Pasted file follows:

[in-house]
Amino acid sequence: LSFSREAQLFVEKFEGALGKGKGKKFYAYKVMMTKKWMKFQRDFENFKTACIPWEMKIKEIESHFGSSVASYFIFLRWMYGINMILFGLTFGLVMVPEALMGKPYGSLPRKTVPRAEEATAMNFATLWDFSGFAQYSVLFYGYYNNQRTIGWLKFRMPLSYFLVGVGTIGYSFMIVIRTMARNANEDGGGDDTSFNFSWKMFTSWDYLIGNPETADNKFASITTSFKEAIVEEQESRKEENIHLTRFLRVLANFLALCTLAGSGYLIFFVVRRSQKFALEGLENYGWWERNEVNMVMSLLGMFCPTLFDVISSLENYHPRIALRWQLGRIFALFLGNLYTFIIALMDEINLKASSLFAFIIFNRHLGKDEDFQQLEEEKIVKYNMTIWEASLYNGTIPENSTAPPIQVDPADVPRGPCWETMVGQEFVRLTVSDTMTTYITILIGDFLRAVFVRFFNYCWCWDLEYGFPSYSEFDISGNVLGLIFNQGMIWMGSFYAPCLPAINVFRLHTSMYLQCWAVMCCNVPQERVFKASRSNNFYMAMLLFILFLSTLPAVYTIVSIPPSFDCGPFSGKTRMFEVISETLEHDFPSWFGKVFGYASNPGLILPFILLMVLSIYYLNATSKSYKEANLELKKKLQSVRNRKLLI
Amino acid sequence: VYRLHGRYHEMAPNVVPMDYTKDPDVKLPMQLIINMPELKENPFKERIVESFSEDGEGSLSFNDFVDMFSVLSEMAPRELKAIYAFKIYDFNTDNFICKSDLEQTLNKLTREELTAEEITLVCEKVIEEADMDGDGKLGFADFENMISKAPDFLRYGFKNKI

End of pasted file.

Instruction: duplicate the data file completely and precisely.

[in-house]
Amino acid sequence: LSFSREAQLFVEKFEGALGKGKGKKFYAYKVMMTKKWMKFQRDFENFKTACIPWEMKIKEIESHFGSSVASYFIFLRWMYGINMILFGLTFGLVMVPEALMGKPYGSLPRKTVPRAEEATAMNFATLWDFSGFAQYSVLFYGYYNNQRTIGWLKFRMPLSYFLVGVGTIGYSFMIVIRTMARNANEDGGGDDTSFNFSWKMFTSWDYLIGNPETADNKFASITTSFKEAIVEEQESRKEENIHLTRFLRVLANFLALCTLAGSGYLIFFVVRRSQKFALEGLENYGWWERNEVNMVMSLLGMFCPTLFDVISSLENYHPRIALRWQLGRIFALFLGNLYTFIIALMDEINLKASSLFAFIIFNRHLGKDEDFQQLEEEKIVKYNMTIWEASLYNGTIPENSTAPPIQVDPADVPRGPCWETMVGQEFVRLTVSDTMTTYITILIGDFLRAVFVRFFNYCWCWDLEYGFPSYSEFDISGNVLGLIFNQGMIWMGSFYAPCLPAINVFRLHTSMYLQCWAVMCCNVPQERVFKASRSNNFYMAMLLFILFLSTLPAVYTIVSIPPSFDCGPFSGKTRMFEVISETLEHDFPSWFGKVFGYASNPGLILPFILLMVLSIYYLNATSKSYKEANLELKKKLQSVRNRKLLI
Amino acid sequence: VYRLHGRYHEMAPNVVPMDYTKDPDVKLPMQLIINMPELKENPFKERIVESFSEDGEGSLSFNDFVDMFSVLSEMAPRELKAIYAFKIYDFNTDNFICKSDLEQTLNKLTREELTAEEITLVCEKVIEEADMDGDGKLGFADFENMISKAPDFLRYGFKNKI